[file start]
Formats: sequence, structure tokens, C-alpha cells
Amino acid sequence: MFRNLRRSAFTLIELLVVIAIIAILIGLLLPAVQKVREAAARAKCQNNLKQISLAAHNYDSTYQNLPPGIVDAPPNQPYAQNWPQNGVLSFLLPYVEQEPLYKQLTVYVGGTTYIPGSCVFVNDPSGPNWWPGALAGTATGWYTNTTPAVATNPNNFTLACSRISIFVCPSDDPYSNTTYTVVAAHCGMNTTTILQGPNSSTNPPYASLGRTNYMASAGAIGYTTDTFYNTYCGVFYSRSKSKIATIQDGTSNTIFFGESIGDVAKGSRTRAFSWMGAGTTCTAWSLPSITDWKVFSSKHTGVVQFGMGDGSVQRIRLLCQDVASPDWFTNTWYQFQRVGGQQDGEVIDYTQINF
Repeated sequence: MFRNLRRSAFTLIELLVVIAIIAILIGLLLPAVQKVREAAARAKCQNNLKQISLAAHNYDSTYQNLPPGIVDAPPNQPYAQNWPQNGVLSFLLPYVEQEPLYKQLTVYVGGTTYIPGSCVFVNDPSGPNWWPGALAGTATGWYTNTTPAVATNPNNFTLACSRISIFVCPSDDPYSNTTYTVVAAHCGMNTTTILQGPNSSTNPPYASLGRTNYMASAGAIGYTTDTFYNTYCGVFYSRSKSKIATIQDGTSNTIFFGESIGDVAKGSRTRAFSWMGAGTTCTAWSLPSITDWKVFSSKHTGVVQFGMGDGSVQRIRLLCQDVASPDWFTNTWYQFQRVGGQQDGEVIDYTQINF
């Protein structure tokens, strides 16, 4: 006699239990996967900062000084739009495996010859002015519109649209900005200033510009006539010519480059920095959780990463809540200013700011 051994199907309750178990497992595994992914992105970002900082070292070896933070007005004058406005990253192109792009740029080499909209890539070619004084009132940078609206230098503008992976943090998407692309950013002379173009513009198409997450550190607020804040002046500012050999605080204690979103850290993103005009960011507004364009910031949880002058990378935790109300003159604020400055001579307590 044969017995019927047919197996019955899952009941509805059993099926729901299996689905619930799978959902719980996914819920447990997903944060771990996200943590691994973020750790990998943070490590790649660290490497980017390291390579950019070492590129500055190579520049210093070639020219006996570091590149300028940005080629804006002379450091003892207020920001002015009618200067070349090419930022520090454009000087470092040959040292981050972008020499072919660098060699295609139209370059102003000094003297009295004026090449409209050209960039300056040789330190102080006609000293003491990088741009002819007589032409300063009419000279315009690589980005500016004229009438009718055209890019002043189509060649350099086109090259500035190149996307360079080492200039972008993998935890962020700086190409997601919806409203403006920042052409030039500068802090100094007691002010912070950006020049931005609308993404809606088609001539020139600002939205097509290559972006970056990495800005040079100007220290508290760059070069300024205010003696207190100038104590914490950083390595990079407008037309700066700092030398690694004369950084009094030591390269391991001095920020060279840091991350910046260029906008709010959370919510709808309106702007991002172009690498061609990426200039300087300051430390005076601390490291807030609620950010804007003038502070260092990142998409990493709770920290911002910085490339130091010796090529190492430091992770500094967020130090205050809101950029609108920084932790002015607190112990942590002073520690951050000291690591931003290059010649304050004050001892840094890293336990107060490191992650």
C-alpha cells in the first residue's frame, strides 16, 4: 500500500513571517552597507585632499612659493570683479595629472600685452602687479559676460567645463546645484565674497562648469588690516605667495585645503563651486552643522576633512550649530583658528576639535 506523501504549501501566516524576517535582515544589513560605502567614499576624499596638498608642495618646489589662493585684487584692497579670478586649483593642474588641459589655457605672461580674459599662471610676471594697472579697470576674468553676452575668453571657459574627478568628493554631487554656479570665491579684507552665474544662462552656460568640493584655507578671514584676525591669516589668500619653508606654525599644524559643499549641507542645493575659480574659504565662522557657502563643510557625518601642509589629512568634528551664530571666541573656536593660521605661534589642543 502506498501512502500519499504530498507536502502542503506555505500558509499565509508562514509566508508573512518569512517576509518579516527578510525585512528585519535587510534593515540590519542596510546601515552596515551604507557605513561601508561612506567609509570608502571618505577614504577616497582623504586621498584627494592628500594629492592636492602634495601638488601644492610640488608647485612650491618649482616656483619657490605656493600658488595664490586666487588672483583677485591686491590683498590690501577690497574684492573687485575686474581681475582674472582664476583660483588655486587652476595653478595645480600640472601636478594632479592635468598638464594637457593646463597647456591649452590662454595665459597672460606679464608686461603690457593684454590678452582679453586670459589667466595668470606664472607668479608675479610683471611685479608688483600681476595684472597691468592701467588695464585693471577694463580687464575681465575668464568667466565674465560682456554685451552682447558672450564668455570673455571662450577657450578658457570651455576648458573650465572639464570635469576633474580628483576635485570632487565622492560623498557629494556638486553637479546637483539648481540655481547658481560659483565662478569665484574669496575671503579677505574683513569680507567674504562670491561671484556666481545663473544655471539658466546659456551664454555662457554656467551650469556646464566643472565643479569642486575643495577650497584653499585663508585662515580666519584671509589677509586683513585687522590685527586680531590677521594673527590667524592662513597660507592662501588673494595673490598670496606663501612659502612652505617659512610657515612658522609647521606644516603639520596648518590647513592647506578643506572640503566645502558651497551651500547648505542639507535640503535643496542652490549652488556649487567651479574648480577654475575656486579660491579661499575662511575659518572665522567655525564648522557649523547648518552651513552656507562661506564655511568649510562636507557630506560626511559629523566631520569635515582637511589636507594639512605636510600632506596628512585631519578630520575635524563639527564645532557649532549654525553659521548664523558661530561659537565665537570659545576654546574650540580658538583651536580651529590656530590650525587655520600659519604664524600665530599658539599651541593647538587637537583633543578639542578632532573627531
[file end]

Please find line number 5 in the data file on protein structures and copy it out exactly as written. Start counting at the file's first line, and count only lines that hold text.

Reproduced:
C-alpha cells in the first residue's frame, strides 16, 4: 500500500513571517552597507585632499612659493570683479595629472600685452602687479559676460567645463546645484565674497562648469588690516605667495585645503563651486552643522576633512550649530583658528576639535 506523501504549501501566516524576517535582515544589513560605502567614499576624499596638498608642495618646489589662493585684487584692497579670478586649483593642474588641459589655457605672461580674459599662471610676471594697472579697470576674468553676452575668453571657459574627478568628493554631487554656479570665491579684507552665474544662462552656460568640493584655507578671514584676525591669516589668500619653508606654525599644524559643499549641507542645493575659480574659504565662522557657502563643510557625518601642509589629512568634528551664530571666541573656536593660521605661534589642543 502506498501512502500519499504530498507536502502542503506555505500558509499565509508562514509566508508573512518569512517576509518579516527578510525585512528585519535587510534593515540590519542596510546601515552596515551604507557605513561601508561612506567609509570608502571618505577614504577616497582623504586621498584627494592628500594629492592636492602634495601638488601644492610640488608647485612650491618649482616656483619657490605656493600658488595664490586666487588672483583677485591686491590683498590690501577690497574684492573687485575686474581681475582674472582664476583660483588655486587652476595653478595645480600640472601636478594632479592635468598638464594637457593646463597647456591649452590662454595665459597672460606679464608686461603690457593684454590678452582679453586670459589667466595668470606664472607668479608675479610683471611685479608688483600681476595684472597691468592701467588695464585693471577694463580687464575681465575668464568667466565674465560682456554685451552682447558672450564668455570673455571662450577657450578658457570651455576648458573650465572639464570635469576633474580628483576635485570632487565622492560623498557629494556638486553637479546637483539648481540655481547658481560659483565662478569665484574669496575671503579677505574683513569680507567674504562670491561671484556666481545663473544655471539658466546659456551664454555662457554656467551650469556646464566643472565643479569642486575643495577650497584653499585663508585662515580666519584671509589677509586683513585687522590685527586680531590677521594673527590667524592662513597660507592662501588673494595673490598670496606663501612659502612652505617659512610657515612658522609647521606644516603639520596648518590647513592647506578643506572640503566645502558651497551651500547648505542639507535640503535643496542652490549652488556649487567651479574648480577654475575656486579660491579661499575662511575659518572665522567655525564648522557649523547648518552651513552656507562661506564655511568649510562636507557630506560626511559629523566631520569635515582637511589636507594639512605636510600632506596628512585631519578630520575635524563639527564645532557649532549654525553659521548664523558661530561659537565665537570659545576654546574650540580658538583651536580651529590656530590650525587655520600659519604664524600665530599658539599651541593647538587637537583633543578639542578632532573627531